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In an eloquent intellectual defence of modern American conservatism–which is anything but conservative, and more radical libertarian–Rich Lowry and Ramesh Ponnuru of the National Review write an indictment of the American Left and the Obama Administration for failing to understand America’s exceptionalism. Although I disagree with the piece in its entirety, it’s still well written and is a cogent history of political philosophy in America.

Orhan Pamuk’s The White Castle, a novel that meditates on identity and Islam and the West, following the tale of an Italian enslaved in Constantinople.

I’m also following an online debate between “parachute journalist” Mary Bowers and XYZ, a blogger at Café Pyala, who takes issue with Bowers’ and other foreign journalists’ fetishization of Pakistan

Andrew Exum, also known as Abu Muqawama, and the writer of a blog with the same name, has announced that he will no longer blog on a daily basis because he feels that it conflicts with his research-oriented, deliberative work at the Center for a New American Security. He notes that blogging has “atrophied” his long-form writing skills.

I’m going to follow his lead for the time being. I have to write an obscene amount of pages over the next two weeks. I need to re-focus on long-form writing and need to concentrate my efforts on two serious papers. I won’t be blogging again until December 15th 25th.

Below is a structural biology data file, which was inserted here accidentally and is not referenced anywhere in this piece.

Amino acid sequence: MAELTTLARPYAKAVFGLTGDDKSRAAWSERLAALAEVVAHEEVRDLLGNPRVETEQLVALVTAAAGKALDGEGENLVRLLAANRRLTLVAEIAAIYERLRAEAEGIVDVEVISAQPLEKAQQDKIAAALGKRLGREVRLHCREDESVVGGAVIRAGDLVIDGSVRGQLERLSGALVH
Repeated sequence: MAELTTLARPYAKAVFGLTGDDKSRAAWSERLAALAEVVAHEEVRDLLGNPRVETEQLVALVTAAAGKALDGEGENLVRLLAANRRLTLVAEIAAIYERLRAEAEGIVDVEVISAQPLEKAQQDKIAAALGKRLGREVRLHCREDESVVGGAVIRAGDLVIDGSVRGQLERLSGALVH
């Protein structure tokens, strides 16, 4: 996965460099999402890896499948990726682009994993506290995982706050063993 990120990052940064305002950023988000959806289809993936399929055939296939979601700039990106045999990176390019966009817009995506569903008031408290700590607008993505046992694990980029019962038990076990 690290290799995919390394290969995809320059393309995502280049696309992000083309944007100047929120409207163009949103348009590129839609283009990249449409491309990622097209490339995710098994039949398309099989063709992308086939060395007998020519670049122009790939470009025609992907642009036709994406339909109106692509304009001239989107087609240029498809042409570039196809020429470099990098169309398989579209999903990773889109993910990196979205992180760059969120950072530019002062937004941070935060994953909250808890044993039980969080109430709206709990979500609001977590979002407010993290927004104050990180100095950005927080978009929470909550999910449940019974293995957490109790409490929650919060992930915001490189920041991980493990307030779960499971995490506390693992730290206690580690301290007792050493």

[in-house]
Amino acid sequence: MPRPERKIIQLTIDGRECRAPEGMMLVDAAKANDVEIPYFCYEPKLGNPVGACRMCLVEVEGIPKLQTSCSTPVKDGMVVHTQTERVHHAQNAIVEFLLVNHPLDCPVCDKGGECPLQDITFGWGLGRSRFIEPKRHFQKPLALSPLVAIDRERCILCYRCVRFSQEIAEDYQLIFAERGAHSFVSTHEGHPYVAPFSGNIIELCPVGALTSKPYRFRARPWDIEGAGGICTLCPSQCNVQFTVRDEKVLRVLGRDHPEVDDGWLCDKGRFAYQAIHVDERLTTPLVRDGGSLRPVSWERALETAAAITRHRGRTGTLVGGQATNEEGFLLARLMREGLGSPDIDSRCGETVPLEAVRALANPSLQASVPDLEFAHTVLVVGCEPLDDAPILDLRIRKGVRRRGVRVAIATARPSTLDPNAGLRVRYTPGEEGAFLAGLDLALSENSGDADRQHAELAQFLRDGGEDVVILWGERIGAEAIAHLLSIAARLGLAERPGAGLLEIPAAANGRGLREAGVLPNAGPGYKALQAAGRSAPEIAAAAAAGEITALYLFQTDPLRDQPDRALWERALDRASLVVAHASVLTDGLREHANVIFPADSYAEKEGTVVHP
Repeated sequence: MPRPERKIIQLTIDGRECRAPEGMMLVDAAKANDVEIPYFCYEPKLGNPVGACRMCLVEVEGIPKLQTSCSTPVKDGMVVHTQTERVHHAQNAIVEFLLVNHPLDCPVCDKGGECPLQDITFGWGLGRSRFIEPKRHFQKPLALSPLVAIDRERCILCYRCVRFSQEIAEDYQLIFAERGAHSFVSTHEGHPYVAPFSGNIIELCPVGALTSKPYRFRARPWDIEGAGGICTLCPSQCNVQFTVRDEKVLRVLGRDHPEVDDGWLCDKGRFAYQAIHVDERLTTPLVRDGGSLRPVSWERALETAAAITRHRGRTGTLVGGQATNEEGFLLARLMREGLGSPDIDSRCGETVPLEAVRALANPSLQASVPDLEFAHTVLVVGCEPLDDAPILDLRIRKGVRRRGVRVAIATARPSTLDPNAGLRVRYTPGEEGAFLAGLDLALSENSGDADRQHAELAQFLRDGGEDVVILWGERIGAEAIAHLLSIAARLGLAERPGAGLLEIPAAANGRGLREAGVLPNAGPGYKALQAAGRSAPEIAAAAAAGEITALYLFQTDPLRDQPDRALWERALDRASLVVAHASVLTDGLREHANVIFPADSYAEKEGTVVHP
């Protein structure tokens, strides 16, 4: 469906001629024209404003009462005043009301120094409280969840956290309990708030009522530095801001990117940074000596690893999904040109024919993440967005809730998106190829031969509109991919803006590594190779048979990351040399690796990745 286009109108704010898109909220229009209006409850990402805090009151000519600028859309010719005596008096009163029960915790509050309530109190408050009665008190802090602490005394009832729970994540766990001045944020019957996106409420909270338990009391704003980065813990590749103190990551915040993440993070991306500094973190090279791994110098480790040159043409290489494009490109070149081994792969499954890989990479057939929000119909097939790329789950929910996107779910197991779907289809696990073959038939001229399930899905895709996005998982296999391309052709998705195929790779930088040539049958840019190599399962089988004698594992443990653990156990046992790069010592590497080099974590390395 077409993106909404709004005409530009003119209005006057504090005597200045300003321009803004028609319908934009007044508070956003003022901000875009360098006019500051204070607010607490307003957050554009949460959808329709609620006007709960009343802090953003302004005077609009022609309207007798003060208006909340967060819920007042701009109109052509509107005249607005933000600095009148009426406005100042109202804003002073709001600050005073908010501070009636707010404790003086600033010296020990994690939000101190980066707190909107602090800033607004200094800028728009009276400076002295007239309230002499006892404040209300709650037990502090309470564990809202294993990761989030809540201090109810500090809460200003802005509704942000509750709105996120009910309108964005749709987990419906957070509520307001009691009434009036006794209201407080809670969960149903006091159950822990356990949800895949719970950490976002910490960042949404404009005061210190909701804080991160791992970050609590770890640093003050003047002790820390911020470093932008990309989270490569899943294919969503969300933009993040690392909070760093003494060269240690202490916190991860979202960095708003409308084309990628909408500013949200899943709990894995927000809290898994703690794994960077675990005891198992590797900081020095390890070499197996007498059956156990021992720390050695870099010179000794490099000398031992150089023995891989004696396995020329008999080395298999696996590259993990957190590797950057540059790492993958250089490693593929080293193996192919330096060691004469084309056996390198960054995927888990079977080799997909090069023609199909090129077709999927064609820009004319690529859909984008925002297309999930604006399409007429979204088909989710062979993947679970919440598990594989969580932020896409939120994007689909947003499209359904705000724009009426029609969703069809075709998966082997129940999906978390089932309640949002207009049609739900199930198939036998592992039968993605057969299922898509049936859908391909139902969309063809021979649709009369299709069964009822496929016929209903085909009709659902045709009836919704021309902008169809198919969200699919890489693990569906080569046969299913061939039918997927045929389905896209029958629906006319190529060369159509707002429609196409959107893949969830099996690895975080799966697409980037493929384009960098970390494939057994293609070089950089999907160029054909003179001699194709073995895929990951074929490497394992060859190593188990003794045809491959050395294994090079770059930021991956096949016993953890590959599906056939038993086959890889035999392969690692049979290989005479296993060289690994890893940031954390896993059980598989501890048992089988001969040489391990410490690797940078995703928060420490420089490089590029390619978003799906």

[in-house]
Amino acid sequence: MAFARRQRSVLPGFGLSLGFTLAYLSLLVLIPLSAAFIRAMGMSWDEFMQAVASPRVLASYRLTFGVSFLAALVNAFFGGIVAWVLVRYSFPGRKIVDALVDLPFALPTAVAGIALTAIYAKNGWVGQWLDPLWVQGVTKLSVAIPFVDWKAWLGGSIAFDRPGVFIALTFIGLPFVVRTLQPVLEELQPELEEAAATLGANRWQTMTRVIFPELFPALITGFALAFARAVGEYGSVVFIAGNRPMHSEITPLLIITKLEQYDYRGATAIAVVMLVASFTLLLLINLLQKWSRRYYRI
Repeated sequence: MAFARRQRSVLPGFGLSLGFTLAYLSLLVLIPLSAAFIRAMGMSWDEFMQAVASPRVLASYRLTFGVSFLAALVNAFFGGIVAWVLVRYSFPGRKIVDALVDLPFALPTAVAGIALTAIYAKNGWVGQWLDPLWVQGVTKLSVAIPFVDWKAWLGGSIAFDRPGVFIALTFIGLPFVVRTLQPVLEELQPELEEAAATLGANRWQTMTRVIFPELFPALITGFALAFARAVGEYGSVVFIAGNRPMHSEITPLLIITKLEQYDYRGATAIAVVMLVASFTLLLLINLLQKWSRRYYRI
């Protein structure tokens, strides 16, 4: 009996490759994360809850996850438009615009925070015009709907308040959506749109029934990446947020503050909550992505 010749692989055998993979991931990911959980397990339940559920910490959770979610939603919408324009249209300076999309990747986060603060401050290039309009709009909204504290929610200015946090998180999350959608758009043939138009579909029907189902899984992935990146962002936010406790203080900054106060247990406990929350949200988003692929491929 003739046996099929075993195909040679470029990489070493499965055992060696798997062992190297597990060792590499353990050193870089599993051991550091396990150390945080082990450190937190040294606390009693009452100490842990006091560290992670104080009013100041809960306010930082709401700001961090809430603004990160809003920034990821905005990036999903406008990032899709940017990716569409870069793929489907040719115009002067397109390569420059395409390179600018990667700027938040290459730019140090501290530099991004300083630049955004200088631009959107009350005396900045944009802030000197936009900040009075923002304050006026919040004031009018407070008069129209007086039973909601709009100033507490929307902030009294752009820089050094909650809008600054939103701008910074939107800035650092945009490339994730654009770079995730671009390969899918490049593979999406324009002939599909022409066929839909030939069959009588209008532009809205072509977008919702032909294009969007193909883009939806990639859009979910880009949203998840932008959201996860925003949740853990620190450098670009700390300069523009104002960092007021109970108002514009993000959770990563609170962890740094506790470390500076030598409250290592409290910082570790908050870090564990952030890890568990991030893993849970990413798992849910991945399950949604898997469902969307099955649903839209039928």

Wasting time is something bloggers are keen to do–or perhaps that’s why we’re bloggers. Anyways, I found a cool tool called “typealyzer” that professes to analyze the personality of your blog.

Affaires étrangères, dear readers, is a blog of The Thinkers:

The logical and analytical type. They are especially attuned to difficult creative and intellectual challenges and always look for something more complex to dig into. They are great at finding subtle connections between things and imagine far-reaching implications.

They enjoy working with complex things using a lot of concepts and imaginative models of reality. Since they are not very good at seeing and understanding the needs of other people, they might come across as arrogant, impatient and insensitive to people that need some time to understand what they are talking about.

You’re getting smarter as you read it…


Not exactly current affairs, but today millions of people all over the globe are celebrating Gandhi jayanti, the birthday of M.K. Gandhi, more commonly known as the Mahatma (the great soul). However, for all the veneration that follows Mr. Gandhi, it must be noted that he was no saint. He was no deity or other worldly being, just a politician who had a talent for consensus-building and mass mobilization- no small feat when leading a country to freedom after two centuries of colonialism. Nonetheless the virtues that he extolled were commendable, which is why this international symbol of peace and ahimsa (non-violence) inspired the United Nations to name the anniversary of his birth the International Day of Non-Violence.

Go ahead, be the change you want to see in the world today…

– Pri

We have a new official contributor to Affaires étrangères–my dear friend and NYU political science grad student, Priyanka.